The insistent road of focusing almost exclusively on economic growth has led to a wide range of serious social problems. The CPC’s “fourth generation” of leadership under Hu Jintao and Wen Jiabao, after taking power in 2003, attempted reversing such a trend by bringing forth an integrated ideology that tackled both social and economic concerns. This new ideology was known as the creation of a Harmonious Society using the Scientific Development Concept.
The degree of power the Party had on the state has gradually decreased as economic liberalizations progressed. The evolution of CPC ideology has gone through a number of defining changes that it no longer bears much resemblance to its founding principles. Some believe that the large amount of economic liberalization starting from the late 1970s to present, indicates that the CPC has transitioned to endorse economic neoliberalism. The CPC’s current policies are fiercely rejected as capitalist by most communists, especially anti-revisionists, and by adherents of the Chinese New Left from within the PRC.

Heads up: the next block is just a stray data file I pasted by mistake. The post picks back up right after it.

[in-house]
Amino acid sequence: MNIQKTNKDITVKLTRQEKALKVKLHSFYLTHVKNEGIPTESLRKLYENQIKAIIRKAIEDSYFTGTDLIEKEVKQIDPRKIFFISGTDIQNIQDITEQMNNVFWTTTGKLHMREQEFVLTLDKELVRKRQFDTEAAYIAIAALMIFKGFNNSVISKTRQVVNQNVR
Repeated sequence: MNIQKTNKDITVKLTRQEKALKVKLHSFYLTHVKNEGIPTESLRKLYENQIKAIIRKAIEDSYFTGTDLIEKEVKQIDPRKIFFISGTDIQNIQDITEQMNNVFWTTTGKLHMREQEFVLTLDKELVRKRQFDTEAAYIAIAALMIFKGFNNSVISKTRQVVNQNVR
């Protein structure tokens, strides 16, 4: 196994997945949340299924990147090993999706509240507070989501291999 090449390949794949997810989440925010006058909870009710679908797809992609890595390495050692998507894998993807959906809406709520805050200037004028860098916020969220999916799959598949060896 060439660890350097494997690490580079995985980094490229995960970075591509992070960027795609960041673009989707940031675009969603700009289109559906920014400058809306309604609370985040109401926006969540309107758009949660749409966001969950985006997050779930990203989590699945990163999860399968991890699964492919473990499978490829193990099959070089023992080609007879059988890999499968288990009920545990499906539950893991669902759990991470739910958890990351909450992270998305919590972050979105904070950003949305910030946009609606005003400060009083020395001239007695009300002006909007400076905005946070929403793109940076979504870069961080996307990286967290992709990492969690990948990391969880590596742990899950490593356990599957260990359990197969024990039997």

The Communist Party of China comprises a single-party state form of government; however, there are parties other than the CPC within China, which report to the United Front Department of the Communist Party of China and do not act as opposition or independent parties. Since the 1980s, as its commitment to Marxist ideology has appeared to wane, the party has begun to increasingly invoke Chinese nationalism as a legitimizing principle as opposed to the socialist construction for which the party was originally created. The change from socialism to nationalism has pleased the CPC’s former enemy, the Kuomintang (KMT), which has warmed its relations with the CPC since 2003.